Three Great Questions to Ask Your Next Interviewee

DMVG Staffing Interview

Interviewing candidates for an open position in your organization can be a daunting task. After all, it is difficult to truly get to know someone - and assess whether or not they would be a good fit in your company - in one brief face-to-face meeting.

In order to conduct an effective interview, you need to get beyond the surface-level questions about basic job history and credentials and focus on the applicant's personality, character, and motivations. Here are three creative questions to ask your next candidate that will give you an edge in identifying new talent for your team.

1) "If you could start your career over again, what would you do differently?"

This question comes from Brendan Courtney, a staffing-firm executive, in an interview with recruiting website monster.com. He says that he likes asking candidates about their past because it gives insight into how they learn from experience as well as their ability to make strategic decisions moving forward.

Asking this question might also give you the opportunity to learn about what motivates the candidate in a work environment, which in turn may reveal whether or not they will be a good fit as part of your team.

2) "If we're sitting here a year from now celebrating what a great year it's been for you in this role, what did we achieve together?"

Randy Garutti, CEO of Shake Shack, recommended this question in an interview with the Huffington Post. The answer to this question, he says, can give you a glimpse of how well they understand what your organization does as well as how they view their potential role in relation to the priorities of the organization as a whole.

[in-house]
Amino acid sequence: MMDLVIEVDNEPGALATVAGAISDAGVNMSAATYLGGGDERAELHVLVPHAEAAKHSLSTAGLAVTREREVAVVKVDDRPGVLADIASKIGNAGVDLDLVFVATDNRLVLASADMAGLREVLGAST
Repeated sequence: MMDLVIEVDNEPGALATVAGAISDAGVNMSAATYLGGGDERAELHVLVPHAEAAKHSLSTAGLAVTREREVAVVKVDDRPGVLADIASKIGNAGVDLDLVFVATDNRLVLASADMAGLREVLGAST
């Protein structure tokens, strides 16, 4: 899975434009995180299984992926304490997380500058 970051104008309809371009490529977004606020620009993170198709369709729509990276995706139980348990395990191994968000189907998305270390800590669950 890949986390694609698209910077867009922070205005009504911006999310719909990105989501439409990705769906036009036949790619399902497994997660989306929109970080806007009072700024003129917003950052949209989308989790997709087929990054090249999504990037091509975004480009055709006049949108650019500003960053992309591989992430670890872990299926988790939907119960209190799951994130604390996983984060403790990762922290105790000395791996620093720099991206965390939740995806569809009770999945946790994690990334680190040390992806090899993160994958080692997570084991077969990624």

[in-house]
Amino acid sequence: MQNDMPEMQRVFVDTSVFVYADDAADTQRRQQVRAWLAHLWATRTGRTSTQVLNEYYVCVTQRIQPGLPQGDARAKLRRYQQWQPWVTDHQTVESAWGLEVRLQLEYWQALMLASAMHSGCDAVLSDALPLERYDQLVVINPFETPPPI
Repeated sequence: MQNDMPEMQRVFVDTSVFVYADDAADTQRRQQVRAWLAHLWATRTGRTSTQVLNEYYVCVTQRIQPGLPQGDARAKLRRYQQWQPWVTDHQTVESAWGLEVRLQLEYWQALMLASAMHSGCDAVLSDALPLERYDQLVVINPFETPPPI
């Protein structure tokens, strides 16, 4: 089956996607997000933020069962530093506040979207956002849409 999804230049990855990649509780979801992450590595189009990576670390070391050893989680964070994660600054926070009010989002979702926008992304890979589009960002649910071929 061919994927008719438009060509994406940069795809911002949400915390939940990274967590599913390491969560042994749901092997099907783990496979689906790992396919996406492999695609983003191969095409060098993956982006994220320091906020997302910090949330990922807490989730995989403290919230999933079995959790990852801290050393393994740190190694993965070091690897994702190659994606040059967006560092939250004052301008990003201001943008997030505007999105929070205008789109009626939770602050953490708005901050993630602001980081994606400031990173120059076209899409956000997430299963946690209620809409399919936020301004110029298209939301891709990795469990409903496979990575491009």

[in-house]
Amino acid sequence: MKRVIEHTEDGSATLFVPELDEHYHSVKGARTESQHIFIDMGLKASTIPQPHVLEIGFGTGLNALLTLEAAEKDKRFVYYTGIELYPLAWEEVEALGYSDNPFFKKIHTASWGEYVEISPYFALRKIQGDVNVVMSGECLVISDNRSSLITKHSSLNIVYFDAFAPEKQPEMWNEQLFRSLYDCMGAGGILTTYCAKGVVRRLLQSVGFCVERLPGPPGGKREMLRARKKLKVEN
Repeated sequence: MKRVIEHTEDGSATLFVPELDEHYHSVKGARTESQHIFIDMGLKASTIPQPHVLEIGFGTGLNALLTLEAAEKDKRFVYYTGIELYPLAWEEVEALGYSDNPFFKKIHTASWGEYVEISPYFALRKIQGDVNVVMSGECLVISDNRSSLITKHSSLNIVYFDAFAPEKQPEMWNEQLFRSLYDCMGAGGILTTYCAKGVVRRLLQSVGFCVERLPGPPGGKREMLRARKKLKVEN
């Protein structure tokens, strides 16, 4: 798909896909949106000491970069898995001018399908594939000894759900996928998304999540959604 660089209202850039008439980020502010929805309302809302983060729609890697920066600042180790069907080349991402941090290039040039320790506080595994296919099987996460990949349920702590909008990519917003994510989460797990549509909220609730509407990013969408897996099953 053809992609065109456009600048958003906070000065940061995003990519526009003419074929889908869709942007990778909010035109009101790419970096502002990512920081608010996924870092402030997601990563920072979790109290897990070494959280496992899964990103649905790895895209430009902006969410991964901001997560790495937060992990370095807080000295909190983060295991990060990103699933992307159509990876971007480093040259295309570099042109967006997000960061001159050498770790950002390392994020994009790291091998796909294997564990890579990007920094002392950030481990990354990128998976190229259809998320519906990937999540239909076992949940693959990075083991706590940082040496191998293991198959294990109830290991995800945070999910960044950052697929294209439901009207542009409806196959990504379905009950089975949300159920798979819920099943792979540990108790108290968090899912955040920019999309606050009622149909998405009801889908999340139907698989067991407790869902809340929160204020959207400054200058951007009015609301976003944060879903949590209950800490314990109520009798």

He says, "[t]he candidate should have enough strategic vision to not only talk about how good the year has been but to answer with an eye towards that bigger-picture understanding of the company—and why they want to be here."

3) "If not this, then what?"

This question comes from Robin Reshwan, founder of staffing firm Collegial Services, in an article written for U.S. News & World Report. The point of the question, she writes, is to get a candid glimpse into how this job fits into the bigger picture of the candidate's career goals and aspirations.

"The key here is to get an unrehearsed answer, so that you can verify whether it aligns with what works well for your business," she writes. 

Answers to this question can also reveal a lot about the personality and character of the candidate, Reshwan says. "A candidate who replies that he would like to learn more about what skills he's missing displays comfort with being coached," she writes. "Another applicant may explain that, while your role is an ideal match for her ability to work with children, she would pursue two or three other roles that would accomplish that same goal. This person has a strong sense of herself and what she values."

At its heart, a job interview is an opportunity for you to get to know the applicant and determine whether or not they will be a good fit for your team. Questions like these, which get past the basics and dig more deeply into goals, dreams, and character, can be tremendously useful in assessing new talent to bring to your organization. 

For more information and insights into finding the very best people for your team, contact us today!

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